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3 octobre 2016 1 03 /10 /octobre /2016 11:44
Identité ? (Cobla à Collioure) - photo J.P.Bonnel

Identité ? (Cobla à Collioure) - photo J.P.Bonnel

* Un nouveau parti "trans-partis" dans le 66 ? A l'heure où les citoyens sont écoeurés par les pratiques et les hypocrisies des politiciens ..? Après les discours de récupération lors de la manifestation du 10 septembre dernier, voici la récupération de l'exigence de reconnaissance de la personnalité catalane, par un parti !

 

Oui au "Oui au pays catalan", mais pas ainsi. Chaque clan va se positionner. Va se placer pour les municipales ou législatives à venir. Ainsi, le maire de Perpignan, qui se montre à la manif, puis le lendemain renonce au pays catalan, et a écrit à C.Delga pour que "pays catalan" ne soit pas accolé à "Occitanie"...Qui parle plus de "Perpignan la Méditerranéenne" (et je suis d'accord) que de "Perpi la Catalane", mais qui, depuis quelques semaines, change de cap...

Enfin il reçoit un Sarko déclarant que nos racines sont gauloises, alors qu'il aurait pu suggérer qu'elles sont diverses, ibères dans ce sud de France et ce nord de Hispanie... JPB

 

- - - Parole au OUI :

 

 

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Communiqué de presse · Perpignan, 30 octobre 2016

 

INSCRIPTIONS AU CONGRES FONDATEUR DE « OUI AU PAYS CATALAN »

 

Le  territoire des Pyrénees-Orientales est effacé par une région "Occitanie" qu’il n’a pas choisie. Son avenir, son économie et son identité méritent une force politique nouvelle, « Oui au Pays Catalan », fruit des mobilisations populaires de 2016 à Perpignan. Cette entité orientera le destin d’un territoire, dans le cadre de la République Française. Son congrès fondateur, ouvert à tous, se déroulera le samedi 15 octobre à 15h à l'Université de Perpignan.

 

Oui au Pays Catalan agira avec détermination pour qu’un Statut de Collectivité Territoriale Unique (CTU) soit attribué à notre entité géographique millénaire comprenant le Roussillon, le Conflent, le Vallespir, la Cerdagne, le Capcir et le Fenouillèdes : un projet territorial, moderne, déconnecté de l’Occitanie, issu de l’article 72 de la Constitution.

 

Ce rassemblement, novateur et politiquement transversal, s’appuiera sur un nom reconnu, comme le Pays Basque, et sur une identité dynamique, qui unit et fédère. Il reposera sur une communauté soudée et solidaire, aux origines diverses. Il saura compter sur un peuple fier, qui a droit au respect et à la parole, pour un avenir positif.

 

Inscription fortement recommandée :

EventBrite : https://www.eventbrite.fr/e/billets-congres-fondateur-oui-au-pays-catalan-28309067182

> www.ouiaupayscatalan.com

> contact@ouiaupayscatalan.com

> Tels. 06 75 74 25 49 - 04 68 35 34 54

> Permanence de Oui au Pays catalan, 9, rue Camille Desmoulins, 66000 Perpignan (quartier Clemenceau / Leclerc).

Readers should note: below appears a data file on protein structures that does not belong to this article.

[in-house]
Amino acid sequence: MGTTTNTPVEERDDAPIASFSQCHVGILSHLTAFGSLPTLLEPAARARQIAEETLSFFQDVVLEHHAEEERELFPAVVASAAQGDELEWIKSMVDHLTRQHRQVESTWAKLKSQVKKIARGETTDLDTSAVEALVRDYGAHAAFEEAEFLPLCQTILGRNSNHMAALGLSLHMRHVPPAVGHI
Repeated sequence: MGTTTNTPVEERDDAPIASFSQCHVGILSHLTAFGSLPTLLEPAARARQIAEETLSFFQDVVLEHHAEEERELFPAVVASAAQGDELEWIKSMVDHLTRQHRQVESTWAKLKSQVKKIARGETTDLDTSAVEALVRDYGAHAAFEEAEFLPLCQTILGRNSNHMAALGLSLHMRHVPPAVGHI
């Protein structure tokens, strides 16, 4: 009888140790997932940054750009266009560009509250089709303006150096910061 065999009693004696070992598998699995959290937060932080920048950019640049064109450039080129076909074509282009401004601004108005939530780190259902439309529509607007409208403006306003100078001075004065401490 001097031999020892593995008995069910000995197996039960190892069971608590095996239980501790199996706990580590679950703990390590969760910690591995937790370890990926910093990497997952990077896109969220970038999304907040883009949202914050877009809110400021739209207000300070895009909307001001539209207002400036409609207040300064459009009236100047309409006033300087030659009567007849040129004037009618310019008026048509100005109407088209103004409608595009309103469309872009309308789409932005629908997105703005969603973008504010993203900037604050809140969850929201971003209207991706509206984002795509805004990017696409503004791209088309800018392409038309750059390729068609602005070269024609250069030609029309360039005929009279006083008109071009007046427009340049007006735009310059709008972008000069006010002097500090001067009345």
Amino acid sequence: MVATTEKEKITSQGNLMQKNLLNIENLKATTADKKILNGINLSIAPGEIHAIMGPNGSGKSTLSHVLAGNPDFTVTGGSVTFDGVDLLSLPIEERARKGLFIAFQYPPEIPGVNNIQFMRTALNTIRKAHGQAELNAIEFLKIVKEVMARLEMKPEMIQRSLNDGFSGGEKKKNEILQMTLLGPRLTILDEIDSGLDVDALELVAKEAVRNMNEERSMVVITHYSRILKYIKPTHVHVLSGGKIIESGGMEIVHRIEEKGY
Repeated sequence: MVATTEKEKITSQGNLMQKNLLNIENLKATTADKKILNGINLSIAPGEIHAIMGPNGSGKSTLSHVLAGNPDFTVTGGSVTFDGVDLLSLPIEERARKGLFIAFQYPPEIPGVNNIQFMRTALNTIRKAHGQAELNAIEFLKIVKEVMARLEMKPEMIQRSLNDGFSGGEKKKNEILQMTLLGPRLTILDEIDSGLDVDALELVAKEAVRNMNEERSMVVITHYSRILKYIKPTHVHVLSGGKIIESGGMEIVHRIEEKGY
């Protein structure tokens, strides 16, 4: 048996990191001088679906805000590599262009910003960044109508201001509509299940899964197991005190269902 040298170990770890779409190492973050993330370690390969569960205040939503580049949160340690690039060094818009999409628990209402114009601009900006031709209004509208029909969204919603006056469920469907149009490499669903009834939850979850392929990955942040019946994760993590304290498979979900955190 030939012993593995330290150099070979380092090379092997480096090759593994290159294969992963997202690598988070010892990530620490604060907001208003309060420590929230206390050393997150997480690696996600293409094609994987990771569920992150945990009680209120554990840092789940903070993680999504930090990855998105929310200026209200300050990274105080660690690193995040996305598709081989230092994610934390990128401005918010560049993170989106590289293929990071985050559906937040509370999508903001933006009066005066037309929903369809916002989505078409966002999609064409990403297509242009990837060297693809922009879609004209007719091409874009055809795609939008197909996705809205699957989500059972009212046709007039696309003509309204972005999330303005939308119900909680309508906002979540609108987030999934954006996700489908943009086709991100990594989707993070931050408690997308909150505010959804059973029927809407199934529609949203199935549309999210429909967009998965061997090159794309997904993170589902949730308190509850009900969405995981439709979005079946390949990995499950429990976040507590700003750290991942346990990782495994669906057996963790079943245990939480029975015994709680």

Contact presse : 06 75 74 25 49.

 

- - -

 

**La cause catalane aux USA :

 

Envoy seeks support for independence during US visit.

(By BENJAMIN ORESKES)

 

Foto: A pro-independence demonstration in Barcelona during the Catalan National Day, 'Diada' | Josep Lago/AFP via Getty Images

 

 

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By BENJAMIN ORESKES

 

 

Raül Romeva, the unofficial foreign minister of Catalonia, was hoping the United Kingdom would opt to stay in the European Union when Britons went to the polls more than two months ago.

 

But at least the Brits got a vote. That, in effect, is what Romeva’s party wants from the government of Spain: an official referendum, by 2017, in which citizens of the autonomous region can decide their fate, and whether they should leave Spain to form an independent country.

 

And that was Romeva’s message as the 45-year-old former member of the European Parliament took a whirlwind three-day tour of Washington and New York this week, meeting with local Catalan communities, as well as members of the U.S. government.

 

“The fact that people [in the U.K.] asked to express themselves is positive,” Romeva said in an interview with POLITICO in Washington.

 

Loathe to let the economically critical state secede, Spain says no way. But with Brexit and broader questions about the EU’s future as a backdrop, Romeva maintains that the Catalan case has never been stronger. He cites recent pro-independence demonstrations and the inability of Spain, the EU’s fourth-largest economy, to gets its political house in order and form a ruling coalition, which could lead to a the third election in a year this December.

 

“The message that’s important for Europeans is that in the 21st century, complex situations need to be tackled via democracy and via negotiations, and that’s actually the exact same thing we’re asking in Catalonia, and what we offer,” he said.